The Tunnel (‘Tunnelen’ in its original) is a Norwegian disaster film in which people on their way home for Christmas are trapped inside the titular tunnel when a truck carrying gas crashes and soon after explodes a few kilometres beyond its East entrance, filling the tunnel with deadly smoke and darkness, killing many of those trying to flee and trapping others in their vehicles under the mountain. Its a very well-crafted film and convincingly staged, but ultimately becomes undermined by a script that is handicapped by collapsing into predictable melodrama.
Clearly inspired (or indebted to) Hollywood disaster movies, the human element is pure soap opera: when the hero of the film, Stein (Thorbjørn Harr), who works for the emergency services, discovers his daughter Elise is trapped inside the tunnel he is forced to disobey his superiors and go in on his own. There’s a subplot to this regards his dead wife who his daughter is mourning and Stein’s new girlfriend, Ingrid (Lisa Carlehed, whose facial similarity to English actress Julia Ormond in some shots kept distracting me). Elise refuses to accept Ingrid and despises her for ‘replacing’ her mother, which has caused Elise, following another argument with her father, to run away from home and thus get trapped in the tunnel. So there’s all that emotional tension between guilty father and angry daughter and flashbacks to the ill mother and then Ingrid and Elise eventually finding a connection when Ingrid puts her own life at risk and gets involved in rescuing her…(all this while the authorities are waiting for the ‘proper’ rescue team to get up a mountain pass blocked by a snowfall/avalanche).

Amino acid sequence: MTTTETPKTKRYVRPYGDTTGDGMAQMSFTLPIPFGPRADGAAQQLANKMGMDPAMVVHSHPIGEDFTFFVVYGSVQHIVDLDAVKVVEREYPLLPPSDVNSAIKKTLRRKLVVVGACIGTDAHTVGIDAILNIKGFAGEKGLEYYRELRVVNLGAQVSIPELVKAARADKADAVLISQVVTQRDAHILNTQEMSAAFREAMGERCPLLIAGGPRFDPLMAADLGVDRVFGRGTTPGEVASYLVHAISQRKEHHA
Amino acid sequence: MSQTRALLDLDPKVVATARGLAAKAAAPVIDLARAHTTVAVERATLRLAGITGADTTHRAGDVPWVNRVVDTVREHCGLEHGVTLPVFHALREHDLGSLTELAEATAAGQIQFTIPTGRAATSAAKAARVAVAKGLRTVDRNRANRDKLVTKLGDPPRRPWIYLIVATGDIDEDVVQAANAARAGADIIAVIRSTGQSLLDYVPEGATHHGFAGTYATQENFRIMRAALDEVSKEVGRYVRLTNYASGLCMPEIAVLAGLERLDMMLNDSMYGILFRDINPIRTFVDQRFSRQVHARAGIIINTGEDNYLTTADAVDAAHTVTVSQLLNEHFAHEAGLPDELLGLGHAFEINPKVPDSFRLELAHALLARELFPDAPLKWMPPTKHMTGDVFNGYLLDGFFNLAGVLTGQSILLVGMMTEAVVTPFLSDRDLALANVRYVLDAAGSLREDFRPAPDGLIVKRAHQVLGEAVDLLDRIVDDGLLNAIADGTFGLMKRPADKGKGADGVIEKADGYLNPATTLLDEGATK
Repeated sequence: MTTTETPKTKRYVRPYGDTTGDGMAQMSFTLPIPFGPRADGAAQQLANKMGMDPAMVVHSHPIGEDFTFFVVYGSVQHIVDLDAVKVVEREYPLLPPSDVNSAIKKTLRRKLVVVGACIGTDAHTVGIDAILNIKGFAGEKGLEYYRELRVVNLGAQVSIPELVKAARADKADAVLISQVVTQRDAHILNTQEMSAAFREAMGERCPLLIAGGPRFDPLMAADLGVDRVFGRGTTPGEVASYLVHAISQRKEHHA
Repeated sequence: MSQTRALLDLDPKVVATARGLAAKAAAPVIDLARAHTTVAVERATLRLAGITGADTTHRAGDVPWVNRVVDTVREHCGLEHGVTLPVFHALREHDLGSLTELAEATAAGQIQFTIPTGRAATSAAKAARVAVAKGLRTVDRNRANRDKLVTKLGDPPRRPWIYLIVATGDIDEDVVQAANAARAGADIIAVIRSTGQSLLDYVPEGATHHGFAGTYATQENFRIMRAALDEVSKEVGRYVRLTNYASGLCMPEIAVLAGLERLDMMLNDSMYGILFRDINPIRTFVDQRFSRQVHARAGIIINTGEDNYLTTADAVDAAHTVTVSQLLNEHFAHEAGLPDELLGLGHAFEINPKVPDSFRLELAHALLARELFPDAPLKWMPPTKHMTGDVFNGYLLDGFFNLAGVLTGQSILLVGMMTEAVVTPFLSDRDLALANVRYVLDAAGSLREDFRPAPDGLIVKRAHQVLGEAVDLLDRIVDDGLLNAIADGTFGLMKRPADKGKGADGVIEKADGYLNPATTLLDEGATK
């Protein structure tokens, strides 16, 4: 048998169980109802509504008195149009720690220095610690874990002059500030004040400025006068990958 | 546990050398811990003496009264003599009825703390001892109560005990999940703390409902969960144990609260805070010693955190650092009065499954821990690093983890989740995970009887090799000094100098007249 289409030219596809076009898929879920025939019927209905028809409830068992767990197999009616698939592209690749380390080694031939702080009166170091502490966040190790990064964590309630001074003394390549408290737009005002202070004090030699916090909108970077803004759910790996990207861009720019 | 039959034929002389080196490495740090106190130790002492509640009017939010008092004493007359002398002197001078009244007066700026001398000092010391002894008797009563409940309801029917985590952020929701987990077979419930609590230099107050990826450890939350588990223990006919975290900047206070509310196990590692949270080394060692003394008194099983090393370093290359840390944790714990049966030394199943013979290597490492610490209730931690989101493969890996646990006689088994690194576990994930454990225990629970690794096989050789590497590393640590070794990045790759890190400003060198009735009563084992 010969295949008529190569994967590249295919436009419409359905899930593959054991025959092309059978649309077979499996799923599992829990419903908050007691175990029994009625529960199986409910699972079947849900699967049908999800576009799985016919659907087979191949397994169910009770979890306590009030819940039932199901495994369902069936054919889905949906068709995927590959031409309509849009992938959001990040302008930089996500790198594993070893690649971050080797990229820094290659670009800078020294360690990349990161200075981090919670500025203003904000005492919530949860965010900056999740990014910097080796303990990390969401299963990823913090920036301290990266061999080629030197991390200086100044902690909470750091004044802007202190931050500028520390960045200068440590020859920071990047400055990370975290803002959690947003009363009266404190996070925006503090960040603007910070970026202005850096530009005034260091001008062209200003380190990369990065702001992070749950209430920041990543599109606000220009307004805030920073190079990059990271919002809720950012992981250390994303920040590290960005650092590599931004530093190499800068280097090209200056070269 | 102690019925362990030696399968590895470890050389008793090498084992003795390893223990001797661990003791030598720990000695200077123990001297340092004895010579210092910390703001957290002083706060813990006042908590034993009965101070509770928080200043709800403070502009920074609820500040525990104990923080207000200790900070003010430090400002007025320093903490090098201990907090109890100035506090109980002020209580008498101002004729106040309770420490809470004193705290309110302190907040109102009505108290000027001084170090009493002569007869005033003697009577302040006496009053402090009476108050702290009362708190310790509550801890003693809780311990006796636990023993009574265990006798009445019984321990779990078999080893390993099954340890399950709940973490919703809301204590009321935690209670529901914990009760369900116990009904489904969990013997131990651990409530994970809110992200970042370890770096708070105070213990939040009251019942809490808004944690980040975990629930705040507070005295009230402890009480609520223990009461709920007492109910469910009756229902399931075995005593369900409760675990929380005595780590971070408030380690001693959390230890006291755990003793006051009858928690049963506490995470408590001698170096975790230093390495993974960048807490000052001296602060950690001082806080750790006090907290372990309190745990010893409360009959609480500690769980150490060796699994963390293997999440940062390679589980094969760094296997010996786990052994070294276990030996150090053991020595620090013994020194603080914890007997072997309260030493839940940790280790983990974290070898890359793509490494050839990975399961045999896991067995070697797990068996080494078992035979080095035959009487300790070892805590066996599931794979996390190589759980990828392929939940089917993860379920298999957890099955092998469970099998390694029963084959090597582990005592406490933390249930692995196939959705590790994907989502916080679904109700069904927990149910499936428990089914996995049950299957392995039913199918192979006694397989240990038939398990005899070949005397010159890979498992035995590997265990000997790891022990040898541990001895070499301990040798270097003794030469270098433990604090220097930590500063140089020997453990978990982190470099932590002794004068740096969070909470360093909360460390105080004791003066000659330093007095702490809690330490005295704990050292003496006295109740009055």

Its funny- had this been set in the Colorado mountains or something and starred Dwayne Johnson it might have been an elevated b-movie but it might have been a guilty pleasure. Its funny how America has made this kind of nonsense its own, especially with larger-than-life stars like Willis, Stallone etc. its a genre that’s almost built-in with its own excuses and critical ‘get out of jail’ card that gets it a free pass (almost). Transplanted to a European setting and what is usually a more muted, realistic European cinema/television it just feels a little ‘off’. The film pads out the story by also introducing several minor characters who will be ‘victims’ trapped in the tunnel or staff manning the phones of the emergency services but they are pretty much all unlikeable and fairly redundant, really. We are shown their struggles and pain and sometimes their deaths but we don’t care as much the film-makers intend us to do, and we know how the main plotline of Stein, Elise and Ingrid is going to turn out.
Currently streaming on Amazon Prime, this is by no means a terrible film- it is really fairly competent and a diverting way to spend a few hours. I always find a certain appeal of watching European films is seeing something that looks freshly different from the usual Western (okay, ‘American’) setting; glimpses of a different culture and architecture offer at the very least a visual novelty. Usually its accompanied by a similarly enjoyable arthouse, less popcorn sensibility so its unfortunate that this is an example of European cinema so clearly mimicking Hollywood tropes. Mind, perhaps only European cinema could so vividly prove how dangerous discarded carrier bags can be.